Mayo Clinic saved my life. Not once, but twice.

Kent Larson's Mayo Clinic visits involved multiple surgeries, some of which were almost 50 years apart. Here Kent shares his story of the care that changed his life.

Written by Kent Larson

Before my liver and kidney transplant at campus of the Mayo Clinic in Florida on April 23, 2017, I had been very sick during more than a year.

My symptoms started in January 2016. I was weak, I had swollen legs and my blood pressure was low. I had no idea what was wrong with me. I went to my doctor, a cardiologist and then a gastroenterologist. For several months, the gastrointestinal doctor thought that he could repair the damage to my liver, which showed signs of hepatitis. But in September, I was at liver failure and he referred me to Mayo Clinic liver transplant program .

Although test results confirmed that I needed a new liver, the number used to determine my place on the list as a viable candidate for a transplant was low. While I was waiting, my health continued to decline. In addition to retaining a lot of fluid, which required weekly elimination known as paracentesis, my hemoglobin was extremely low. Many times, my organs almost stopped and I passed from one unit of blood a week to three units a week.

In December, the stress on my kidneys was too much, and they failed too. I was on dialysis three times a week, which I started hating because I always felt horrible for a day or so afterwards.

Kidney failure I had accumulated even more fluid, and I started twice a week paracentesis. At each appointment, nearly 20 pounds of fluid were extracted from my body.

At the beginning of the year 2017, I had lost 75 pounds, I had no energy or stamina, I lacked appetite and I had constantly cold. My doctors have discussed the use of a feeding tube to treat my malnutrition. The days have become weeks and months. Even though I kept a positive attitude, I knew I was about to die.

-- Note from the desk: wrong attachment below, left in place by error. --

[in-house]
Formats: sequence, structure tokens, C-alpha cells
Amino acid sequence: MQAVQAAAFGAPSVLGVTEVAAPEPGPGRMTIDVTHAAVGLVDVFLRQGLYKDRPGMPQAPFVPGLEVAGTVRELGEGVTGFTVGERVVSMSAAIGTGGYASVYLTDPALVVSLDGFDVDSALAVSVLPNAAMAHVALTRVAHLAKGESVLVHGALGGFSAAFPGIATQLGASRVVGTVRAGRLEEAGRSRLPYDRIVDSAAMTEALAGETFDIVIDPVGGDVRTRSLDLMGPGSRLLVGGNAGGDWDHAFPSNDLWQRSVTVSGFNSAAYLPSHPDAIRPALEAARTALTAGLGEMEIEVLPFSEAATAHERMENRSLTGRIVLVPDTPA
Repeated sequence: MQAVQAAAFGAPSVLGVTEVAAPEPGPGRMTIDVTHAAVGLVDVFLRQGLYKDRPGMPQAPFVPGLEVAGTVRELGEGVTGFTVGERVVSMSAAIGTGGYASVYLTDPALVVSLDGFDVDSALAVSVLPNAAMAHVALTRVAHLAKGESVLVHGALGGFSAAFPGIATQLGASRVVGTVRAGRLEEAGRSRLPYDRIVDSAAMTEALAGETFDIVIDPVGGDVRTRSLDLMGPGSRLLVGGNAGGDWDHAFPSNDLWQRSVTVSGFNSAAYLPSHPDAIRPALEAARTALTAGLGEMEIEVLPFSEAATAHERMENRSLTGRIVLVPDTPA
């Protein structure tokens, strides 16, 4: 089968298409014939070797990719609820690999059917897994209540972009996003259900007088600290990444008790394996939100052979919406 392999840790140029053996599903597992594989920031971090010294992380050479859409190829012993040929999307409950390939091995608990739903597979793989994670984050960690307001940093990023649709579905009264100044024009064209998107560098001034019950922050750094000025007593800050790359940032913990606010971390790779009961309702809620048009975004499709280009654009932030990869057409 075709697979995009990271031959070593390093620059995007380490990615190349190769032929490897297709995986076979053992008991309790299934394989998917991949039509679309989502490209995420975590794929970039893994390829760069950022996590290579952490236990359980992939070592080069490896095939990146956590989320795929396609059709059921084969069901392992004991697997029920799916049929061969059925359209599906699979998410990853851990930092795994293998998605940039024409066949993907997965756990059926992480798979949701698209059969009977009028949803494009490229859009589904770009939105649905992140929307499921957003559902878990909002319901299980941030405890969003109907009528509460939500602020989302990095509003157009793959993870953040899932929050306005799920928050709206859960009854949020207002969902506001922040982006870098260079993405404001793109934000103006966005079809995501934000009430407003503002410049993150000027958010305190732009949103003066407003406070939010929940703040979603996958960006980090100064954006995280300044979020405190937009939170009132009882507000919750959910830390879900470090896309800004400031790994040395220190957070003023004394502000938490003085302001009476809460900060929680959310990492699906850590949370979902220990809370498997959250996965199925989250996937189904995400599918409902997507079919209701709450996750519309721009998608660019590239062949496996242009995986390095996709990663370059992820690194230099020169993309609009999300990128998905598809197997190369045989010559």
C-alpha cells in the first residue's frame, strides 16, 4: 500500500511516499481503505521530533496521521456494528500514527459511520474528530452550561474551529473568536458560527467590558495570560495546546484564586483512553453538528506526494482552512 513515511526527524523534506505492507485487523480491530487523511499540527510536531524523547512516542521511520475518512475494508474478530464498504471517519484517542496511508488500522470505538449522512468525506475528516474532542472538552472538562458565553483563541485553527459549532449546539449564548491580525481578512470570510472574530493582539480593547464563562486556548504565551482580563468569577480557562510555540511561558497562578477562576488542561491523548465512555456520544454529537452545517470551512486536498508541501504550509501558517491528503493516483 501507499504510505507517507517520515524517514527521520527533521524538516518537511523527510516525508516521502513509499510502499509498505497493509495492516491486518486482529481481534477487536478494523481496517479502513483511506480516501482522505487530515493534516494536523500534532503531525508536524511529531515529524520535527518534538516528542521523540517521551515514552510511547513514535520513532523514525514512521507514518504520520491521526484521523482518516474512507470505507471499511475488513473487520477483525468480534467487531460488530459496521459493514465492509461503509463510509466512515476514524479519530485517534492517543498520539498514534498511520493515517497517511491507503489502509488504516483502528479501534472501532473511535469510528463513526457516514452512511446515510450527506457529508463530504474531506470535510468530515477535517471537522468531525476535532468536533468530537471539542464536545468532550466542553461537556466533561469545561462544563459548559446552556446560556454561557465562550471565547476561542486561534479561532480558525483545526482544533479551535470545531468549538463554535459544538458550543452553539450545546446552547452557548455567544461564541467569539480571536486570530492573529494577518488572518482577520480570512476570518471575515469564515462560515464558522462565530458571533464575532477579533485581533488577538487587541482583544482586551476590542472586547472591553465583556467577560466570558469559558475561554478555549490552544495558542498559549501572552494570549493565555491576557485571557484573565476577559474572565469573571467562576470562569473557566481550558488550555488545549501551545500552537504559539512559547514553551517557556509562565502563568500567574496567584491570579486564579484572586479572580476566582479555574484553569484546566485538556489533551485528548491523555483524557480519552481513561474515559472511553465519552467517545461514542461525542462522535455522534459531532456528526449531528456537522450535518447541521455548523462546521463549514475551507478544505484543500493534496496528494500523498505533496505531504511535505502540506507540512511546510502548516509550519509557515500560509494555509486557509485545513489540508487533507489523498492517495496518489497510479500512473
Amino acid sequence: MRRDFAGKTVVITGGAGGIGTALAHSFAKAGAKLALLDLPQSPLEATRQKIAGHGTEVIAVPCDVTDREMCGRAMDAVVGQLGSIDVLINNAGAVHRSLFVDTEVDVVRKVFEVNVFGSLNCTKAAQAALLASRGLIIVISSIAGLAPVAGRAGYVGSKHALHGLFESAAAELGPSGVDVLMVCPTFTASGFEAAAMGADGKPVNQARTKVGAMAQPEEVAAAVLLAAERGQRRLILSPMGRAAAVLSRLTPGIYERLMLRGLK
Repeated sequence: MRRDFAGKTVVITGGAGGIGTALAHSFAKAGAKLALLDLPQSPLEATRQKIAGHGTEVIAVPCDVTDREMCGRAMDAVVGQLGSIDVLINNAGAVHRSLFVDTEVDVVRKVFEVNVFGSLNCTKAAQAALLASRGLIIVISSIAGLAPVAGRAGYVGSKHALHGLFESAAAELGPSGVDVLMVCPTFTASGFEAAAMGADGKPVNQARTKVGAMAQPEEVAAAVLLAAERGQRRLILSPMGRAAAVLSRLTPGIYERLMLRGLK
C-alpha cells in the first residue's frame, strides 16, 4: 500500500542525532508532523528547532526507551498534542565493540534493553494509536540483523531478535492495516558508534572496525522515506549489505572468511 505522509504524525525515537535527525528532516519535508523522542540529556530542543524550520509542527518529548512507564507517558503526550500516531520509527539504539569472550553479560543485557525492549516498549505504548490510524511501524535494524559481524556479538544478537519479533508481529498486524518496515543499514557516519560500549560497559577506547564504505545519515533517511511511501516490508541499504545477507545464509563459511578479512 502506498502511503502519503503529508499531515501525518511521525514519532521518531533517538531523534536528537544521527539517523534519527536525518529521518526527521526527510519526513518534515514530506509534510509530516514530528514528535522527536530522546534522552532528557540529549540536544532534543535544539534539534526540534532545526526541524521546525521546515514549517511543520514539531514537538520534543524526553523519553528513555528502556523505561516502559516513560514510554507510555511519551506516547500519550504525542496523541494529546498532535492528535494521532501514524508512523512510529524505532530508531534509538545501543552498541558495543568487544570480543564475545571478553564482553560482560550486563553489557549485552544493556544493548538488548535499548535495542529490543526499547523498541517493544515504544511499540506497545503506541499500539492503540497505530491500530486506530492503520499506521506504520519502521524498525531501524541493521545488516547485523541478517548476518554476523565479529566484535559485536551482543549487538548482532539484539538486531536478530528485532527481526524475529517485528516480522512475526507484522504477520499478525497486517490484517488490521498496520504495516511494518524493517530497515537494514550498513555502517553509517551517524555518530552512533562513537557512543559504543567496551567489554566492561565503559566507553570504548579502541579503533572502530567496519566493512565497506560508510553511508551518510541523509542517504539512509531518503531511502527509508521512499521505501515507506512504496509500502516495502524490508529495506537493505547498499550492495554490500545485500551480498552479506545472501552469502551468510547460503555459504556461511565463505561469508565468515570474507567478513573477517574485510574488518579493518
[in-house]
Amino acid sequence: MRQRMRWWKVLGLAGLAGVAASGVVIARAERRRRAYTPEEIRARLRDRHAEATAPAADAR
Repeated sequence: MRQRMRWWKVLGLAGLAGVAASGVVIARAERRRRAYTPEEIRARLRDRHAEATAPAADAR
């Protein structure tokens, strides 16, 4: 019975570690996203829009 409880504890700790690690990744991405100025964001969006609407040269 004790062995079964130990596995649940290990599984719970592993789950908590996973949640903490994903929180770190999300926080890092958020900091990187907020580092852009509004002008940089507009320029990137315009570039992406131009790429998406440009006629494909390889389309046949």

When I woke up the next morning, after a six and a half hour surgery performed by Kristopher Croome, M.D., I remember thinking that it was a miracle that everything worked perfectly. – Kent Larson

On April 22, 2017, around 11 pm, I received a call from Mayo letting me know that a liver and a kidney from the same donor had become available. My sister Marci, who was my caregiver, and I were cautiously optimistic because we had received three calls in the previous months when the organs that were available did not suit me.

Fortunately, everything was set up and I entered surgery. When I woke up the next morning, after a six-and-a-half-hour surgery performed by Kristopher Croome, M.D. I remember thinking about what a miracle it was that everything worked perfectly. I spent six days at the hospital before being sent home.

Today, five months later, I am doing well, humble to be alive and grateful for every day. Throughout this trip, the support I received from doctors, nurses, and technicians from the Mayo Clinic was amazing. They became my second family.

Surprisingly, it was no different from my first experience at the Mayo Clinic, almost 50 years ago. Living in rural North Dakota, I was just 14 years old and I was seriously injured in a toboggan crash. My sled hit a tree, and the side splint was detached and penetrated my abdomen, cutting my ureter and urethra, and tearing my colon. After an emergency surgery in my hometown, I was sent to the Rochester Campus of the Mayo Clinic and I had four additional operations to repair the damage.

"I am excited to take full advantage of life and enjoy the natural beauty of our country, there is no doubt that if I had not gone to Mayo, I would not would not be here today. " – Kent Larson

Mayo Clinic has saved my life twice now. I am very grateful for this second chance, and I wrote a letter to the family of donors to tell them how much they gave me a wonderful gift.

In the future, I plan to volunteer with local organizations to educate the public about the importance of donating blood, tissues and organs. I also share my story with everyone I meet, hoping to encourage someone else to become an organ donor.

I love to travel and I can not wait to explore new places. Next February, I will visit the Hawaiian Islands for the first time with my sister. One of my goals is to visit all the national parks of the United States. I just got back from Grand Canyon and plan a trip to Yosemite National Park next year.

I look forward to living my life to the full and enjoying the natural beauty of our country. There is no doubt in my mind that if I had not gone to Mayo, I would not be here today.


Tags: Dr. Kristopher Croome Renal Insufficiency Kidney Transplantation Liver Transplantation Mayo Clinic Transplant Center donation of organ transplant


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